After all, the death is both unnatural and unexpected, and there is no time or opportunity for any anticipatory and preparatory grief, as with a death from a terminal illness.

This is followed by a loop of self-questioning: the "whys" that play over and over in my head and in the head of any other survivor. "Why did he do it?"

Even if it is depression and it often is - depression is the mental illness most commonly associated with suicide and those afflicted are 25 times more likely to take their own

population - and even as we might understand the psychic pain the person had to endure, we feel anguished because we know it could have been treated and there were alternatives - and why did he not consider them and give himself and us a bit more time? Another why.

Our mind will circle back and painstakingly go over the days and the circumstances leading up to the suicide, re-examining the relationship and the last conversation with that person to look for clues and hints that would provide some sort of explanation.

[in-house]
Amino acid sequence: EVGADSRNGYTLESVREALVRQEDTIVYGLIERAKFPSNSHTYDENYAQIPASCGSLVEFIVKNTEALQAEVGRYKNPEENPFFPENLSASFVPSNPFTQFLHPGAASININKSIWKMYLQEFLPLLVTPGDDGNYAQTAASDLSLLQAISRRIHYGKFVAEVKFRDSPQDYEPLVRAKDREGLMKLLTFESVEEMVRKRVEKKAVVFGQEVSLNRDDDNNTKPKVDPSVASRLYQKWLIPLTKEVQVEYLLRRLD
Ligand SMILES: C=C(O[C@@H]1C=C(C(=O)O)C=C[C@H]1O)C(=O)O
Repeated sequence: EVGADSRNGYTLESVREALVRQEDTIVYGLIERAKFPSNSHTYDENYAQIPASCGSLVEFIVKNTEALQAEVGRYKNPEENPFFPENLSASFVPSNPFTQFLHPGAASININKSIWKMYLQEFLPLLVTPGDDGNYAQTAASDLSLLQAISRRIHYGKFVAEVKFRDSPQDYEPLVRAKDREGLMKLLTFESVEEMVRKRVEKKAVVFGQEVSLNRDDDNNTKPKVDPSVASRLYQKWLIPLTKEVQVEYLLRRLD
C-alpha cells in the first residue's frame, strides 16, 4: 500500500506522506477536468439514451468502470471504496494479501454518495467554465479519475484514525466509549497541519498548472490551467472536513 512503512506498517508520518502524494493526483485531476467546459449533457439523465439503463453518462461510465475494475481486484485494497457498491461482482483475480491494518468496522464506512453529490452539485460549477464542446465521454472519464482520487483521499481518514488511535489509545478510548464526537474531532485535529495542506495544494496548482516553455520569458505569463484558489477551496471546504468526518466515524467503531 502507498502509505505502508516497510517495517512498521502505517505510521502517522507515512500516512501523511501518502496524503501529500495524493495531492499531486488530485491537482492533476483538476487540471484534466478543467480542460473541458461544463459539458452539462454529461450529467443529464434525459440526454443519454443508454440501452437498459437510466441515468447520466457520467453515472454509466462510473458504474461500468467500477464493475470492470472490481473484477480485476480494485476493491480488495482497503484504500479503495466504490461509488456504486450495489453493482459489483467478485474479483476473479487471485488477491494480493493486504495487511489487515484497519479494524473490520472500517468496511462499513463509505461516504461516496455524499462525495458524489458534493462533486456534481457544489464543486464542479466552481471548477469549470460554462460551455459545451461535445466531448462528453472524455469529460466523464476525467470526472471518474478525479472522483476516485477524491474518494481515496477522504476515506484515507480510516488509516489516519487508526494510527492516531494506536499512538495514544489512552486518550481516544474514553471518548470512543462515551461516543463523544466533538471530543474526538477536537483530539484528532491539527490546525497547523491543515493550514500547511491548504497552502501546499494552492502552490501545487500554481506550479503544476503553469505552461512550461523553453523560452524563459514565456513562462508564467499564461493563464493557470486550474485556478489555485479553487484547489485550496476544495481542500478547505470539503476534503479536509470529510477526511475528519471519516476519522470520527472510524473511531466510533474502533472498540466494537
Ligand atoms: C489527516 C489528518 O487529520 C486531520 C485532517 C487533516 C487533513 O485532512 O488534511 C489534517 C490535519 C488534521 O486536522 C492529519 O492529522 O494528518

And we engage in that questioning with a swirl of conflicting emotions: The surge of sadness and regret also bring in its wake an anger, and it is an anger that has a twist of irony because the person that you would perhaps be most angry with for taking the person's life is that same person.

That act of self-destruction is, after all, also an act of abandonment and rejection and a reproach that somehow you were not powerful enough, had not loved enough or were special enough to keep that person from choosing death over everything and everyone else.